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United States v. Murzyn

decided: October 3, 1980.


Appeal from the United States District Court for the Northern District of Indiana, Hammond Division. No. H CR 78-105 -- Allen Sharp, Judge.

Before Pell and Bauer, Circuit Judges, and Crowley, District Judge.*fn*

Author: Bauer

In these consolidated appeals from their convictions after a joint trial on charges involving the interstate transport and sale of stolen automobiles, the defendants contend that they were by various means denied a fair trial. Specifically, defendant Richard Murzyn argues that he was deprived of a fair trial by the introduction of evidence of his past misconduct to prove his predisposition to commit the crimes charged and to negate his defenses of coercion and entrapment; by the omission of an instruction on the pertinence of the past misconduct evidence; by an erroneous instruction on the co-conspirator hearsay rule; by various instances of prosecutorial misconduct and trial court errors; by the inadequacy of the representation afforded him by counsel; and by the admission of evidence concerning eight acts of intrastate auto theft charged as overt acts in the indictment's conspiracy count. Defendant Russell Hall contends that he was deprived of a fair trial by the denial of his motion for severance and by the trial court's comment on a piece of identification evidence. We find the trial to have been fair and free of prejudicial error.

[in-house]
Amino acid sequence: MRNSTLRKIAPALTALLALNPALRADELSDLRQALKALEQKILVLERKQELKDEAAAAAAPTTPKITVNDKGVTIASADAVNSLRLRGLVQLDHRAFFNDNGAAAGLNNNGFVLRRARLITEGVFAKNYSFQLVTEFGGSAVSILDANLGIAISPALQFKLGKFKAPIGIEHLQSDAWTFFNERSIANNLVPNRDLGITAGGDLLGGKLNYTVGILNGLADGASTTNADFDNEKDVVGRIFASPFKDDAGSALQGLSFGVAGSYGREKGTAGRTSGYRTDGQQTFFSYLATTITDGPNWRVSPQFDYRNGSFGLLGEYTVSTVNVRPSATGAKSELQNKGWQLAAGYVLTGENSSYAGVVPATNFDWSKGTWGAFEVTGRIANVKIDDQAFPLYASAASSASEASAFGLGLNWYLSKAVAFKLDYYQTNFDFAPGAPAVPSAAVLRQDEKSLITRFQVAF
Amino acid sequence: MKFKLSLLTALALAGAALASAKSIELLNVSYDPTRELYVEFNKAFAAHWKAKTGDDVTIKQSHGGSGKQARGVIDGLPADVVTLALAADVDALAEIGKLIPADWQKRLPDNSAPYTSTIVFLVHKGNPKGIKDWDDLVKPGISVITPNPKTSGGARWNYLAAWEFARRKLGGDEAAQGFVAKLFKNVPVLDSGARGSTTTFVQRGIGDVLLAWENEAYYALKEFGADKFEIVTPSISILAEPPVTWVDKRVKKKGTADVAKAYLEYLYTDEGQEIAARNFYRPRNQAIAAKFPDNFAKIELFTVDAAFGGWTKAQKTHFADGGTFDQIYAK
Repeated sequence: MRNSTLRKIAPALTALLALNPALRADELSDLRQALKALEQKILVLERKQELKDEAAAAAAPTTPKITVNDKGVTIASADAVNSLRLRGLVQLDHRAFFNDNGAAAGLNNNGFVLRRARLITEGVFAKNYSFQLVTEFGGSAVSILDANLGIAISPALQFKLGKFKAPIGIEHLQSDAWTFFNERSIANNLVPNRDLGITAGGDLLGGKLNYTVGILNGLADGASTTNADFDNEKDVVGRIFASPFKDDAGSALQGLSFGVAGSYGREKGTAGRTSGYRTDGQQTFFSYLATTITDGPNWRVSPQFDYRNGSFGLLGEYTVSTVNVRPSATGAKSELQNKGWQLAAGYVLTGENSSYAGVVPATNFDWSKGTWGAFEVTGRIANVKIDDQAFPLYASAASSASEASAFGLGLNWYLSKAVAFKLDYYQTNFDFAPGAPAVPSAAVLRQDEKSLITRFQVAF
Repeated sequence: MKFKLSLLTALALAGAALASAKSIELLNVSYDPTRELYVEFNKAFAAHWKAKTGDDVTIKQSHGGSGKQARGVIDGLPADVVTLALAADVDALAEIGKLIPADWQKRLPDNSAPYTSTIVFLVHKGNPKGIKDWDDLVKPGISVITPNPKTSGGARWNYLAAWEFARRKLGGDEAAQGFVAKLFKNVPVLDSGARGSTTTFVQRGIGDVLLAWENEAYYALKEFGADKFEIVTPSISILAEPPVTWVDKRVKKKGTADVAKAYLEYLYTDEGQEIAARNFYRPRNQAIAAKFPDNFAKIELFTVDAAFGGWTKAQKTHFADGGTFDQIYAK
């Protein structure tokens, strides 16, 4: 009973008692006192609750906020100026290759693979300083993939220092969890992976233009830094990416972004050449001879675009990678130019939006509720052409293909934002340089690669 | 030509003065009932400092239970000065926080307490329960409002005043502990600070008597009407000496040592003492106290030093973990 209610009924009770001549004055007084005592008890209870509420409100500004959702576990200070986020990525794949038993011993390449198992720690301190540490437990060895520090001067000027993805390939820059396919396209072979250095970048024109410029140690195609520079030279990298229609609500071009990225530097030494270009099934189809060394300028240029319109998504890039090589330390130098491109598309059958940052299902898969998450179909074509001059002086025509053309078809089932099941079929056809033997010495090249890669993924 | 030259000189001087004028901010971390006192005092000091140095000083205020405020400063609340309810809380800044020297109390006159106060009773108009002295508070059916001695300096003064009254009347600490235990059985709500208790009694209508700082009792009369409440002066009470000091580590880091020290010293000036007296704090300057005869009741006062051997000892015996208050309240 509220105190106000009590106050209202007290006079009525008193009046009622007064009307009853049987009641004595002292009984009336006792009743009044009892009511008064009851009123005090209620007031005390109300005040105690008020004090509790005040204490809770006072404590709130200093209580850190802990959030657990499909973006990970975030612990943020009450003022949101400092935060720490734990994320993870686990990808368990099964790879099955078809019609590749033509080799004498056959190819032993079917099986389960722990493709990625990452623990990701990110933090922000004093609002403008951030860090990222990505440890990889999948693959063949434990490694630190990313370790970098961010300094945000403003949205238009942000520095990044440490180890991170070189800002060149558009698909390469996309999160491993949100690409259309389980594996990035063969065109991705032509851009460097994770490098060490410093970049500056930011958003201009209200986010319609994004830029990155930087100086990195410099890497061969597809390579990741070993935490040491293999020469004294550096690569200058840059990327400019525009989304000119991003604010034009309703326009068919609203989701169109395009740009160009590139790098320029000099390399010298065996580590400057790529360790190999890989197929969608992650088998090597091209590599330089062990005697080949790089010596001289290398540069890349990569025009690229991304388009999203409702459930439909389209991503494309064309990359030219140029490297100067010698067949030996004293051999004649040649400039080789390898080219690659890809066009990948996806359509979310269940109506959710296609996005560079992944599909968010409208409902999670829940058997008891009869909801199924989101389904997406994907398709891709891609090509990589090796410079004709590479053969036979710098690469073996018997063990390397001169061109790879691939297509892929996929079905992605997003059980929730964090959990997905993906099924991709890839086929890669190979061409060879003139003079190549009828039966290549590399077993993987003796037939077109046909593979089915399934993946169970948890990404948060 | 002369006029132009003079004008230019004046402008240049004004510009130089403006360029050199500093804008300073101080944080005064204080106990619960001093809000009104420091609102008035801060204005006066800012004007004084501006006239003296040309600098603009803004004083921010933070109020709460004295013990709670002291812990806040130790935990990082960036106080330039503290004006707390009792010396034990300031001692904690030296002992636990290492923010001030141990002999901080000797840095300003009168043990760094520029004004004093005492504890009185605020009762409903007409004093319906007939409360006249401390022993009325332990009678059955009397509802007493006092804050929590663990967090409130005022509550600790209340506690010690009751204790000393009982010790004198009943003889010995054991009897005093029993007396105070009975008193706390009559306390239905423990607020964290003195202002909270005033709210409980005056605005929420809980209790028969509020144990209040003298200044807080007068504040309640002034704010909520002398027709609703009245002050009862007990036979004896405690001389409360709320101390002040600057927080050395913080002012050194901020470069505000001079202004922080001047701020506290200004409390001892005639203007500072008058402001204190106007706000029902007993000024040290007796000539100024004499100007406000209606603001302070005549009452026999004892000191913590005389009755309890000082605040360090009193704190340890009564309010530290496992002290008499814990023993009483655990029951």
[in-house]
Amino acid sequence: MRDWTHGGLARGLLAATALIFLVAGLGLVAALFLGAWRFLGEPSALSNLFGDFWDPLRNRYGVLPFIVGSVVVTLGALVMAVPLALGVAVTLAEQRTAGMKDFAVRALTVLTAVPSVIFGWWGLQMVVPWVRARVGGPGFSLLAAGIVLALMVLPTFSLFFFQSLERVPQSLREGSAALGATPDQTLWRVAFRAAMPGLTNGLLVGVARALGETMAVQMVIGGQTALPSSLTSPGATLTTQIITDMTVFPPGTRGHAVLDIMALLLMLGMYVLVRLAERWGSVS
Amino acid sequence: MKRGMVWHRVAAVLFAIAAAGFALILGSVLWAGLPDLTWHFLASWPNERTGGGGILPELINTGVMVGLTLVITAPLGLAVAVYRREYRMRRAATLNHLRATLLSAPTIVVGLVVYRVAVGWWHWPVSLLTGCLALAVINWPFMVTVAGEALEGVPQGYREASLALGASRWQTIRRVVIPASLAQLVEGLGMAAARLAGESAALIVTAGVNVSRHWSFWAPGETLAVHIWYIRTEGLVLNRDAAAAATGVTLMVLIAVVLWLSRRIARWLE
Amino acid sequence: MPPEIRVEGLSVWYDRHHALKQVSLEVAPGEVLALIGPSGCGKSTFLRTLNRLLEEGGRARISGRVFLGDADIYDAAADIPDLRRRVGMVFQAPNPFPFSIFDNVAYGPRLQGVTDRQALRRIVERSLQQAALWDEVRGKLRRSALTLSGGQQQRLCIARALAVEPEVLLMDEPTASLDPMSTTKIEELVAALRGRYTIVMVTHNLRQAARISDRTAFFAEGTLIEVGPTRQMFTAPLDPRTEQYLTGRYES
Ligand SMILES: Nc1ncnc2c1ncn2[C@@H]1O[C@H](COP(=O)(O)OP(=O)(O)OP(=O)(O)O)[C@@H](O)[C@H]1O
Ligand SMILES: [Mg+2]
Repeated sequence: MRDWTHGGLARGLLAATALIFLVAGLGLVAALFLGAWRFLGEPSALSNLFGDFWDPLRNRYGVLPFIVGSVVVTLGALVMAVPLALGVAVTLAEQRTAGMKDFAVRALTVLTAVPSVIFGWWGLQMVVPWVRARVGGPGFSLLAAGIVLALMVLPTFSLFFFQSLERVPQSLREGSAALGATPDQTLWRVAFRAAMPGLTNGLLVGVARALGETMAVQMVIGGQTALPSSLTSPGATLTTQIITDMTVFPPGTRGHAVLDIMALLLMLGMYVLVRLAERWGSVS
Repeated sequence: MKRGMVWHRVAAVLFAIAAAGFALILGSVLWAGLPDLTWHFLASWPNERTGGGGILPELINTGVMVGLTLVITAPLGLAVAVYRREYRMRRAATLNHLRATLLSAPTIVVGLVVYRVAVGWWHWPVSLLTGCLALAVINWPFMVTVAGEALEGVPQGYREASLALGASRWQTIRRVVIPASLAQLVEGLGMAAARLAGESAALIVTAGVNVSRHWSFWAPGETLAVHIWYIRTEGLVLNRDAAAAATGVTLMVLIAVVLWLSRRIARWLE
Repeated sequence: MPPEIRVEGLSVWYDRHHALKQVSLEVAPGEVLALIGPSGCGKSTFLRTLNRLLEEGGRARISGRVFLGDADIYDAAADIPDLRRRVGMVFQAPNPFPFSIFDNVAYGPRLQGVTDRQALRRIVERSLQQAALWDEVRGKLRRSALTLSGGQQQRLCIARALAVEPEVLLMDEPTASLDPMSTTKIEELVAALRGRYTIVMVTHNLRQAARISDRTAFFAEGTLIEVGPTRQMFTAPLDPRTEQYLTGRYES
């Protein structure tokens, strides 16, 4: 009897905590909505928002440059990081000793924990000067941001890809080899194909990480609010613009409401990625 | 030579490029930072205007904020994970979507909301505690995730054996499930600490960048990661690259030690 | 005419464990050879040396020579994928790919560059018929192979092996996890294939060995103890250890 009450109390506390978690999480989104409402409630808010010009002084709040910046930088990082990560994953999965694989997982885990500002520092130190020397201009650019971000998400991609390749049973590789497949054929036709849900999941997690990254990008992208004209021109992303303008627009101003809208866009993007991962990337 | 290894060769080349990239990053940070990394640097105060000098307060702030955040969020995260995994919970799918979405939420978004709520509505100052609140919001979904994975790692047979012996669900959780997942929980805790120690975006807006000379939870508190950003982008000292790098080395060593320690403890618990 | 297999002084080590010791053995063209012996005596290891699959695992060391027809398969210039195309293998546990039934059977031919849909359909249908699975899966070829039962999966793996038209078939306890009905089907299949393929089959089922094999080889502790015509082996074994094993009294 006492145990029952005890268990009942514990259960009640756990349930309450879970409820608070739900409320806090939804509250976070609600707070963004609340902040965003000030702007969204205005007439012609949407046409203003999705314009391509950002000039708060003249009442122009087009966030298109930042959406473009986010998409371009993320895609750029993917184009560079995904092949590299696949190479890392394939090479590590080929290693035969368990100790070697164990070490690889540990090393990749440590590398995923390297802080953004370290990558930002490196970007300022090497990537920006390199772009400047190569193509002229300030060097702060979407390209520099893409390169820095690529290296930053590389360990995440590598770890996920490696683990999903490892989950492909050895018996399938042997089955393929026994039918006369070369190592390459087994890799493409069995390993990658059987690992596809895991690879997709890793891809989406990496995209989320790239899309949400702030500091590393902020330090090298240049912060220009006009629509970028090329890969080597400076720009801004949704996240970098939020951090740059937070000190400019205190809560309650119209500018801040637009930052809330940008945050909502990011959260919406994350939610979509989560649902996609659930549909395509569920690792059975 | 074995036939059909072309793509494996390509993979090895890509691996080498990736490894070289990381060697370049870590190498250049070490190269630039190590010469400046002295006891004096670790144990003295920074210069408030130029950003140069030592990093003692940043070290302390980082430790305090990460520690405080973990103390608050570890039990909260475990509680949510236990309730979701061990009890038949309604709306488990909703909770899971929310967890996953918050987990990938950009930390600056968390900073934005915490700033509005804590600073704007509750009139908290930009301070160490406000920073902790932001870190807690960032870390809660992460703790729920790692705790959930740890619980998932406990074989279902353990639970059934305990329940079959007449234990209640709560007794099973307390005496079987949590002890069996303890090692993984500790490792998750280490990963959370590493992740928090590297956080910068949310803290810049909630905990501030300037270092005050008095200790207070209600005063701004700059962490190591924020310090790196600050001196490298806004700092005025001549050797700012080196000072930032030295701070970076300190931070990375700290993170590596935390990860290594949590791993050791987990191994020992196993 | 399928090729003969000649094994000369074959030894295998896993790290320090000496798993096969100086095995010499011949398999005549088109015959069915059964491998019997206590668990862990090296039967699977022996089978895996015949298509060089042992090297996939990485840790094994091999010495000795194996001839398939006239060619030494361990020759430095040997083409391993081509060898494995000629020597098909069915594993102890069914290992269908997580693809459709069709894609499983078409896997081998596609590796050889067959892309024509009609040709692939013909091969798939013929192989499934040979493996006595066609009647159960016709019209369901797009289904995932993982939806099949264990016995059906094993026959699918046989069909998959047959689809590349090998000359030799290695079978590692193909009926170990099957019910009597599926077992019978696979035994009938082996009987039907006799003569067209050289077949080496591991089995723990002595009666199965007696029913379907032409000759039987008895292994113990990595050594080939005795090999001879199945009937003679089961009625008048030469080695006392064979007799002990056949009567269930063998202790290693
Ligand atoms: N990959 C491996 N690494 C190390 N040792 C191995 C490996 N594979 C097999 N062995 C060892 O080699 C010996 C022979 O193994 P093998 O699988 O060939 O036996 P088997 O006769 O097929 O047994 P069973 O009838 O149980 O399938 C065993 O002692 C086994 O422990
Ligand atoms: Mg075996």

This case arose out of an undercover investigation conducted between April and September of 1978 concerning the trade in stolen, late-model, luxury cars in northern Indiana. The investigation, which was centered in Hammond, Indiana, was run jointly by the Federal Bureau of Investigation and the Indiana State Police.

On May 8, 1978, Indiana State Police officer Joseph Fitch, then posing in an undercover role as Joe Fields, a stolen car fence from southern Indiana, was introduced to defendant Murzyn by Louis Ferguson, a paid police informant with an extensive criminal record and a long-time acquaintance of Murzyn's. According to testimony by Fitch and Ferguson, which Murzyn disputed at trial in his own direct testimony, Murzyn offered at this meeting to supply Fitch with stolen cars. The remainder of the government's case was largely devoted to evidence concerning a series of preliminary meetings and negotiations between Fitch and Murzyn, the fruition of these negotiations in the separate delivers to Fitch of ten stolen Lincolns and Cadillacs, and the ultimate apprehension and arrest of Murzyn and of two persons alleged to have stolen the cars and delivered them to Fitch while in Murzyn's employ. One of these two persons was defendant Hall.*fn1

Murzyn's defense at trial centered on an effort to prove that one John Stechalski, then deceased, had been the leader of the car theft ring and that Murzyn had merely undertaken the role of go-between for Fitch and Stechalski because he feared for his life. Specifically, Murzyn sought to show that various statements and actions by informant Ferguson and by Fitch caused him to believe that if he did not aid Fitch in securing stolen cars he might be seriously harmed either by Fitch or by a supposedly dangerous friend of Ferguson named Ray Sanders. Hall's defense was that of mistaken identification.